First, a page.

Battle of Resaca de la Palma 9th May 1846
Of all the officers who have commanded the army and enjoyed the presidency, Santa Anna has occupied the most distinguished position since the death of Iturbidé.
From Pugin's "Glossary of Ecclesiastical Ornament"
Constantine the Great, founder of Constantinople, had the monogram of Christ placed on the labarum, or imperial stamdard; It was the Greek letter X (chi) with a P (rbo) placed perpendicularly though it, forming the first two letters of the name Christ, in Greek
Jean-Christophe, the dominant figure of the enormous work which Rolland was a score of years in writing, and nearly half a score in publishing, is gradually becoming a household name upon two continents.
“Jean-Christophe” is the detailed life of a man from the cradle to the grave, a prose epic of suffering, a narrative of the evolution of musical genius, a pæan to music, and a critique of composers, the history of an epoch, a comparative study of the civilizations of France and Germany, an arraignment of society, a discussion of vexed problems, a treatise on ethics, a “barrel” of sermons, a storehouse of dissertations, and a blaze of aspirations.
Lower New York from the harbour
Young lady talking to man with monocle on a sofa
Upper class man and his wife
Celtic style Divider
Small girl waiting for old lady on a windy day.
Boy telling his friend to respect his mother
A group of men in a tavern enjoying a good joke
Man laying in bed with someone (his conscience) encouraging him to get up
Man wheeling a small girl in a wheelbarrow
Peasant Woman and Churn
Young Lady writing
Man in buckskin - dawn by Frederick Remington
Man in buckskin - dawn by Frederick Remington
Soldier with bayonet and flag
From the François Vase
The snake goddess and her votary from Knossos have, in addition, a kind of apron reaching almost to the knees in front and behind, and rising to the hips at the sides. The costume is completed by the addition of a high hat or turban.
Looking at the snake goddess more in detail, we find that the jacket is cut away into a V-shape from the neck to the waist, leaving both the breasts quite bare; the two edges are laced across below the breast, the laces being fastened in a series of bows. The jacket is covered with an elaborate volute pattern, the apron with spots and bordered with a “guilloche.”
The Chlamys and Petasos
The Doric Himation
Vase-painting by Brygos
Vase-painting by Euphronios
Vase-painting by Euxitheos
Vase-painting by Falerii
Vase-painting by Hieron
Vase-painting from Lucania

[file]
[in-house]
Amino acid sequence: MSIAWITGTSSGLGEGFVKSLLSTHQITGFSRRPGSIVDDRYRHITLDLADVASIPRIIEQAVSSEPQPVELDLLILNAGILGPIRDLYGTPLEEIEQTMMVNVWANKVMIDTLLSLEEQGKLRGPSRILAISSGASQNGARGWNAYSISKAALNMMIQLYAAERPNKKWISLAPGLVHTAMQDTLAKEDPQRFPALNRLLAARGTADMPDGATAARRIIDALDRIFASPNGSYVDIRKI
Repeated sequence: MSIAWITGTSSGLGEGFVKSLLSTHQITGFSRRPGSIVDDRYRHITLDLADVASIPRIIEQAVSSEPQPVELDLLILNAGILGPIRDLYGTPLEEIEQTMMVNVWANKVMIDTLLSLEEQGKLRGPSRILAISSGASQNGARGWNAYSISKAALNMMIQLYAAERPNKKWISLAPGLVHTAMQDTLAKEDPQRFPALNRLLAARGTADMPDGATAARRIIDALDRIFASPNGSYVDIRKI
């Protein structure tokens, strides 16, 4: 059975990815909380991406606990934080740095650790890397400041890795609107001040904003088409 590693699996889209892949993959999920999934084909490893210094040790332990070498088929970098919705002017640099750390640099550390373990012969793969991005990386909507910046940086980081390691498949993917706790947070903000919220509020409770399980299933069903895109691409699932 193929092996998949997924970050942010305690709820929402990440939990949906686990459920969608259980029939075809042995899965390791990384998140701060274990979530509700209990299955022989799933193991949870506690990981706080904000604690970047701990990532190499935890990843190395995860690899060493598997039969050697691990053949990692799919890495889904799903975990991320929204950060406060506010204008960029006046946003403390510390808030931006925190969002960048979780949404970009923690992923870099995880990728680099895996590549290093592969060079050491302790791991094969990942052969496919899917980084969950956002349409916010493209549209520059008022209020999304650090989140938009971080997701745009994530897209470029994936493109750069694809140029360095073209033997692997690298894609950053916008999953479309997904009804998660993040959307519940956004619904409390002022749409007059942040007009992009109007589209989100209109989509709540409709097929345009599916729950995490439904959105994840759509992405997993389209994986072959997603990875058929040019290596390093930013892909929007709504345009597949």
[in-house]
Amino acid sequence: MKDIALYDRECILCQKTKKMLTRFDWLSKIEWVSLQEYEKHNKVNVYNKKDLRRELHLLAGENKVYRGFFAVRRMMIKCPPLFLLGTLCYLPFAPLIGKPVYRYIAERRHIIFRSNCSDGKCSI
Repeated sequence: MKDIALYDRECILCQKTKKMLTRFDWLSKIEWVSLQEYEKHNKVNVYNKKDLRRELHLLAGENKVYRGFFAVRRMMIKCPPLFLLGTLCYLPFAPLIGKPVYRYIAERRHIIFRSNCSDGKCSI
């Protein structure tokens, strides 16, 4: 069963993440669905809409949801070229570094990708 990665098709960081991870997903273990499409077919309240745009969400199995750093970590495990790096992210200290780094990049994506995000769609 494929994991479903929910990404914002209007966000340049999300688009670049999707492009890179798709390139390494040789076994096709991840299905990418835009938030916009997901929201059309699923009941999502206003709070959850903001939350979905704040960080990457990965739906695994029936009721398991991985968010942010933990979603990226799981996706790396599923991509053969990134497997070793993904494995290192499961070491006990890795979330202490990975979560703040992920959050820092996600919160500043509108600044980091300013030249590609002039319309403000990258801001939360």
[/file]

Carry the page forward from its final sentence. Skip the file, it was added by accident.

Vase-painting in the Polygnotan Style
Vase-painting—Dress with two Overfold
Seventeenth Century Plows
Trenching Implements 17th Century
Farming instruction book 1601
A pair of the iron hand-cuffs with which the men-slaves are confined. The right-hand wrist of one, and the left of another, are almost brought into contact by these, and fastened together, by a little bolt with a small padlock at the end of it.
The dotted lines in the figure on the right hand of the screw represent it when shut, the black lines when open. It is opened, as at G H, by a screw below with a nob at the end of it. This instrument is known among surgeons, having been invented to assist them in wrenching open the mouth as in the case of a locked jaw; but it had got into use in this trade.
On asking the seller of the instruments on what occasion it was used there, he replied that the slaves were frequently so sulky as to shut their mouths against all sustenance, and this with a determination to die; and that it was necessary their mouths should be forced open to throw in nutriment, that they who had purchased them might incur no loss by their death.
The thumbs are put into this instrument through the two circular holes at the top of it. By turning a key, a bar rises up by means of a screw from C to D, and the pressure upon them becomes painful. By turning it further you may make the blood start from the ends of them. By taking the key away, as at E, you leave the tortured person in agony, without any means of extricating himself, or of being extricated by others. This screw, as I was then informed, was applied by way of punishment, in case of obstinacy in the slaves, or for any other reputed offence, at the discretion of the captain.
On the 2nd and 16th of October 1837 two sittings took place; at the latter of which a sub-committee, which had been appointed for the purpose, brought in a design for a seal. An African was seen, in chains, in a supplicating posture, kneeling with one knee upon the ground, and with both his hands lifted up to heaven, and round the seal was observed the following motto, as if he was uttering the words himself,—"Am I not a Man and a Brother?" The design having been approved of, a seal was ordered to be engraved from it. This seal, simple as the design was, was made to contribute largely towards turning the attention of our countrymen to the case of the injured Africans, and of procuring a warm interest in their favour.